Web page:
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How to Log in Ruby on Rails | Treehouse Quick Tips

Logging is extremely useful. URL, paramaters, database calls, and other useful information. There are 5 levels of logging in Ruby on Rails: Debug, Info, Warn, Error, and Fatal. In production, all logging is set to “Info” level by default. All other levels are set to “Debug”

This video will show you how to add a debug statement to a Rails application. In the log file Rails shows the controller, database calls, the cache, what it’s rendering, and what it is returning. You can add a debug logging statement in the controller using logger.debug command.

It’s easy to add logging statements to your web apps. If your app is returning errors, try checking the logs to see the status of your objects.

Video Transcription

Jason: Hi, I’m Jason. In this Treehouse quick tip, we’re going to talk
about how to log in Ruby on Rails. Logging is an extremely useful tool
that’s built in to every Rails application. By default, a Rails applet
logged the URL of the current request, the parameters, database calls, and
a few other useful pieces of information. It’s possible to use your own log
statements in your applications, and it’s also very easy to do.

There are five different levels of logging in Ruby on Rails: Debug, Info,
Warn, Error, and Fatal. The defaults vary per environment as well. In
production, all logging is set to Info level by default. Every other
environment is set to Debug. What this means is that you won’t see as many
log messages coming through your production logs. In development and test
environments, you probably want to see more information, which is why it’s
set to Debug.

Now let’s take a look at how to add a Debug statement to a Rails
application. I’ve got a sample Rails application right here that I’m going
to start the server off right now. Now with this application started, I can
go and take a look at what’s going on here. If I go to local host 3,000,
you can see I have a random listing of status updates. This is a sample
application called Treebook, which simulates a social network. If I go look
at the log here, you can see the Rails print out some information for us,
saying what controller we’re on, as well as some database calls, and what’s
going on here from the cache, and what it’s rendering and what it’s
returning. Let me clear this for a second.

If I want to add my own Debug statement, I can do that right here in the
controller, or even in one of the models. Right now, I’m going to add a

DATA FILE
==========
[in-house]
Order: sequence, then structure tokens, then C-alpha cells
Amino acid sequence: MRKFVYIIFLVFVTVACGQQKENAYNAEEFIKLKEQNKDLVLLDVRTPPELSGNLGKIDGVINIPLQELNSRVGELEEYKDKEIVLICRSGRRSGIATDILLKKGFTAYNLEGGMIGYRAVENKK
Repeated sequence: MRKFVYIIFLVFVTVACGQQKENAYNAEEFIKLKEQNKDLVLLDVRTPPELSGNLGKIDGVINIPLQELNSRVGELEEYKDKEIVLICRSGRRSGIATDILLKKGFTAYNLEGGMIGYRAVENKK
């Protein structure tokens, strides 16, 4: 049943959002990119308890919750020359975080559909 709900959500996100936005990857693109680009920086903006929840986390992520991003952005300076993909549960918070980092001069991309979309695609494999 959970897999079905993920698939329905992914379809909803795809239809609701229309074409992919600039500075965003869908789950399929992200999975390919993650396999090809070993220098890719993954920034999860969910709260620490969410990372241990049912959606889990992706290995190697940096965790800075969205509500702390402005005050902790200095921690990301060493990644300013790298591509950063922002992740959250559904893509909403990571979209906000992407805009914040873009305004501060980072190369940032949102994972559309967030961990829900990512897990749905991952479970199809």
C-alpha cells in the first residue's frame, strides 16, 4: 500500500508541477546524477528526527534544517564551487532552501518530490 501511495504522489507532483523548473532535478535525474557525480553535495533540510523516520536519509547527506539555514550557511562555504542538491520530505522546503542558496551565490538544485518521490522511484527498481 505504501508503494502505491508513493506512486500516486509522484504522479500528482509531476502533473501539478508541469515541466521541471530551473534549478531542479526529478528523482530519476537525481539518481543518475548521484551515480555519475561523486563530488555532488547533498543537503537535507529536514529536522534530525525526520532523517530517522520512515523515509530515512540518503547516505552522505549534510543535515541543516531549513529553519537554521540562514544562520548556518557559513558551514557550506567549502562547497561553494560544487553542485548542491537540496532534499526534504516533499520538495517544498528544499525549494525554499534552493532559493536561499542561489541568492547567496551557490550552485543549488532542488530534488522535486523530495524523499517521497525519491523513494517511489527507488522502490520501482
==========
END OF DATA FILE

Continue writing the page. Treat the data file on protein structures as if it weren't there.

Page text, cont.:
logging statement for debugging, so I’m going to say “logger.debug”, and
I’m just going to put something in all caps here, “I’m a debugging
statement.” So I save that file and then I go back to my application. Now I
reload it in my web browser, and then, if I go check the log back here, you
can see that it prints, “I am a debugging statement,” which is the same
thing that I wrote here in my controller. Now, if I wanted to, I could also
have written this inside one of the models or views, although you don’t
generally log things from views. This isn’t very useful except for maybe,
saying where I am in the application.

A more useful thing to do would be to debug the statuses. I can do
something like “logger.debug” and inspect the different statuses in my log.
Let me clear this, and reload the page. If I go back to the log here, I
can see the different inspections of the status model, right here in my
log. This can be really useful when you’re trying to debug certain parts of
an application.

Now, if I were to restart this in production mode, the production log
wouldn’t display anything because it’s going to a log level of Debug. You
can change what level of debugging is going on inside of the different
environment files. Over here, in production, you would uncomment this line
and change the log level to Info or Warn or Fatal. As you can see, it’s
extremely easy to add logging statements to your application. Next time you
get caught up and can’t figure out why your app is behaving a certain way,
try looking at the logs and checking out the status of your objects.

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